As the threat from ISIS extremists grows, the European Union’s head of foreign affairs and security policy Federica Mogherini has caused consternation by asserting that “political Islam” is a firm part of Europe’s future.
Responding to last month’s brutal Islamist terror attacks in Tunisia, Kuwait and France, Mogherini dismissed the idea of a clash of civilizations and shot back at critics of mass immigration.
“Islam belongs in Europe. It holds a place in Europe’s history, in our culture, in our food and – what matters most – in Europe’s present and future,” wrote Mogherini, before adding, “I am not afraid to say that political Islam should be part of the picture. Religion plays a role in politics – not always for good, not always for bad. Religion can be part of the process. What makes the difference is whether the process is democratic or not.”
In promoting “political Islam” as part of the future of Europe, Mogherini is violating the very notion that western democracy is supposed to be based on the fundamental principle of separation of church and state (or mosque and state in this case).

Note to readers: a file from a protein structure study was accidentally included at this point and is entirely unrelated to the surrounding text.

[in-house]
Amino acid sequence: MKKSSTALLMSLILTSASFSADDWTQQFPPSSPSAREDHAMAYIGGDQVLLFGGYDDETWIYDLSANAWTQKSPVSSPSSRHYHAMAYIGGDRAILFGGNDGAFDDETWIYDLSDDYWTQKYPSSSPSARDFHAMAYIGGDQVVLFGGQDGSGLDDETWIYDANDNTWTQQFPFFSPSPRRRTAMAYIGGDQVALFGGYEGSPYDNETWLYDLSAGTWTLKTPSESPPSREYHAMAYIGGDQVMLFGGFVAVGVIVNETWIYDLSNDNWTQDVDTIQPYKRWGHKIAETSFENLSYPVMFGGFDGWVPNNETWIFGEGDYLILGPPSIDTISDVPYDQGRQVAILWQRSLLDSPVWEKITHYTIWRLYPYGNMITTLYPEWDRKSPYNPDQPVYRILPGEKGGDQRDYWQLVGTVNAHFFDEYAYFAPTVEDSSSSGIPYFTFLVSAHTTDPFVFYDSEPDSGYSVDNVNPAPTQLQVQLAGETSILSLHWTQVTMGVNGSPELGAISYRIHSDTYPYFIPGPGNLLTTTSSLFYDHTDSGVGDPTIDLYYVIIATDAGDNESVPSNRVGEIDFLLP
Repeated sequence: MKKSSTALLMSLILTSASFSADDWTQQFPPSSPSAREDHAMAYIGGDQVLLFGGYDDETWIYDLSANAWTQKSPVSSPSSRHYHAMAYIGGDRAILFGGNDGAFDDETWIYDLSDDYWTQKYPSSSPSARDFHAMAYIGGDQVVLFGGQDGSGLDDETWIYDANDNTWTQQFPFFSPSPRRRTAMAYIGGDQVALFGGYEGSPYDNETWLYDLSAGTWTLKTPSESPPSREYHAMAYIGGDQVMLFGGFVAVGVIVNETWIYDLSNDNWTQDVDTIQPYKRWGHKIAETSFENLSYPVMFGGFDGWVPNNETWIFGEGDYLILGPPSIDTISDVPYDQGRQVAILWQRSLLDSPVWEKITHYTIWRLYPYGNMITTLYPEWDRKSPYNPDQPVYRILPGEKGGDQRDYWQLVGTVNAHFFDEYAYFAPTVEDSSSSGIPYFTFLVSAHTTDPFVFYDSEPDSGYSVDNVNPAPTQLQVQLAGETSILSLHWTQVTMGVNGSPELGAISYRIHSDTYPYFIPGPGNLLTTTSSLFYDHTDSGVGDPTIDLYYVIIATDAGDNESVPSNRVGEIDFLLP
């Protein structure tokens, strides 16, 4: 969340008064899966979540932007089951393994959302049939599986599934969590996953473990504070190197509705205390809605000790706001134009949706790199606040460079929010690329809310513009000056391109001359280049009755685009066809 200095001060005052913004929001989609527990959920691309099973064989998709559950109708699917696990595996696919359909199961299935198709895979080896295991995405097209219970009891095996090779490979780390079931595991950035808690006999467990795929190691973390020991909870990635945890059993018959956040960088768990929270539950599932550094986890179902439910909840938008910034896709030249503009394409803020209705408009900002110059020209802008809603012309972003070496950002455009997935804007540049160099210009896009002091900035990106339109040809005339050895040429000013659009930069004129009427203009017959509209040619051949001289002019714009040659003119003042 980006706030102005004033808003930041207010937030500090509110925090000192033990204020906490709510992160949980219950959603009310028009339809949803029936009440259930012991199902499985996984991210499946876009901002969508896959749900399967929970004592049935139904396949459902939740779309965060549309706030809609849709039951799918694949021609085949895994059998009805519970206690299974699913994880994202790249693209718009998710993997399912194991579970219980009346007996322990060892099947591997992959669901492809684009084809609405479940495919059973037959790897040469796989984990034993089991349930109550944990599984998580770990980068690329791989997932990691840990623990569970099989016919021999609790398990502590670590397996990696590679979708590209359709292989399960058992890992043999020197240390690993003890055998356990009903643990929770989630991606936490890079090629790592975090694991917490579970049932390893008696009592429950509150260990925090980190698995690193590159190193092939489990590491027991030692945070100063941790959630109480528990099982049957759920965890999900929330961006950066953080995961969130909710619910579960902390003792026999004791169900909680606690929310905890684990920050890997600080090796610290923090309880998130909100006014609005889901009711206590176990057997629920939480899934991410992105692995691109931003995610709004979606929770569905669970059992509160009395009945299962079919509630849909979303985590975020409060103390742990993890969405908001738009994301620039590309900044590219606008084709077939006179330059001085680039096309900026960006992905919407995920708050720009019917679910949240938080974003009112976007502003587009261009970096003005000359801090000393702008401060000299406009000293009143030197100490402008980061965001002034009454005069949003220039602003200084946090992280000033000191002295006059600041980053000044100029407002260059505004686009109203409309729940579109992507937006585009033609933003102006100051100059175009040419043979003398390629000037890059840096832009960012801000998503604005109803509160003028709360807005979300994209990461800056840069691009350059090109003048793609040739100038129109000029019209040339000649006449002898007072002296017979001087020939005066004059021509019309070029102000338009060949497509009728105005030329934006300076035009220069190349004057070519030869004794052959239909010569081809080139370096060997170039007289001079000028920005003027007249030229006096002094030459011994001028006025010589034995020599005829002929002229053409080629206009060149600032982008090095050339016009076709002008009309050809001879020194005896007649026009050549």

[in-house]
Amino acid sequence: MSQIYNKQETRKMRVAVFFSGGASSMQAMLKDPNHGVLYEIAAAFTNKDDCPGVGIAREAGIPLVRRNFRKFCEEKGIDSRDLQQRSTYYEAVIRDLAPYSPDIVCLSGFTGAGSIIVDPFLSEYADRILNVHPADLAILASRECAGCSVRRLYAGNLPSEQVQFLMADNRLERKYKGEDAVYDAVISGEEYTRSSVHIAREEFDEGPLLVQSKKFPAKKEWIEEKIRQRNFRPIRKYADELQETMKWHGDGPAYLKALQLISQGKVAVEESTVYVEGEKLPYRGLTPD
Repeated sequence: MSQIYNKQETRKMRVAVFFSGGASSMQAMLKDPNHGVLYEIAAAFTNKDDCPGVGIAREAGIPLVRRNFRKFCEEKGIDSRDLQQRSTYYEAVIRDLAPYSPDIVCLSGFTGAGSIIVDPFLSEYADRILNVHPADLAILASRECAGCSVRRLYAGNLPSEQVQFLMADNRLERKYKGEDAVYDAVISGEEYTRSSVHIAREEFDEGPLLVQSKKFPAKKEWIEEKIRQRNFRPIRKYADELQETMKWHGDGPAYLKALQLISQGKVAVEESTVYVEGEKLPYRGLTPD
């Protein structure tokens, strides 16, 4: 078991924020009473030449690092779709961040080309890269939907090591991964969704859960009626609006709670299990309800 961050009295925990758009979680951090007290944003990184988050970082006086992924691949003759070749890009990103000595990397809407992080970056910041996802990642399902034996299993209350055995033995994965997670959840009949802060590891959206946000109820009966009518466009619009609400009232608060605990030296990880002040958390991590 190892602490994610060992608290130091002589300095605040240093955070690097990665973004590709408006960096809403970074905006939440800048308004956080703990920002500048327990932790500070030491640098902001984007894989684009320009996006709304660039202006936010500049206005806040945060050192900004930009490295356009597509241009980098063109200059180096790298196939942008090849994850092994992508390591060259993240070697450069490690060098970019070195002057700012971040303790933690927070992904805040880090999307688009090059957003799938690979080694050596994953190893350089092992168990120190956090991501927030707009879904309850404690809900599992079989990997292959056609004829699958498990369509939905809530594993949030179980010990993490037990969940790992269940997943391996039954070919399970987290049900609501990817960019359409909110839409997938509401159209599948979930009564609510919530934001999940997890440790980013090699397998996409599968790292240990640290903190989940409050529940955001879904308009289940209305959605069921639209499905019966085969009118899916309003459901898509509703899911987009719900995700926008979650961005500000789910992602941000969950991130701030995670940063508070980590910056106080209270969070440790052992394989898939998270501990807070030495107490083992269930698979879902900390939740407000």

Since the zenith of “political Islam” is Sharia law, the legal system derived from the teachings of Islam, she is also promoting the imposition of a system that represents one of the most repressive forces on the planet, subjugating women and allowing for extra-judicial murder such as stoning and beheading, both of which are practiced in Saudi Arabia, a country which exemplifies “political Islam”.
“She was not referring to the Muslims who divide Europe into “us” and “them” by saying, “We will conquer your Rome,” writes Robert Spencer. “She was referring to those who say that such people should be resisted. For even though she says, “Da’esh is Islam’s worst enemy in today’s world,” she has no plan to distinguish its many, many thousands of adherents among Muslims in Europe from those who reject it. And so she and her ilk are heading Europe toward a future of chaos and bloodshed.”
Mogherini’s comments will do little to dispel concerns that world leaders are hesitant to fully acknowledge the threat posed by ISIS, and the fact the group’s campaign of terror is very much Islamic, for fear of appearing politically incorrect.
Indeed, the current debate about how to stop ISIS is not centered around combating the ideology (lifted straight from the Koran) that motivates ISIS’ thousands of fighters and its millions of supporters, but an obsession with not calling the group “Islamic”.
Last month, British Prime Minister David Cameron insisted that ISIS instead be referred to as “Da’esh” because “Islamic State” was offensive to Muslims.
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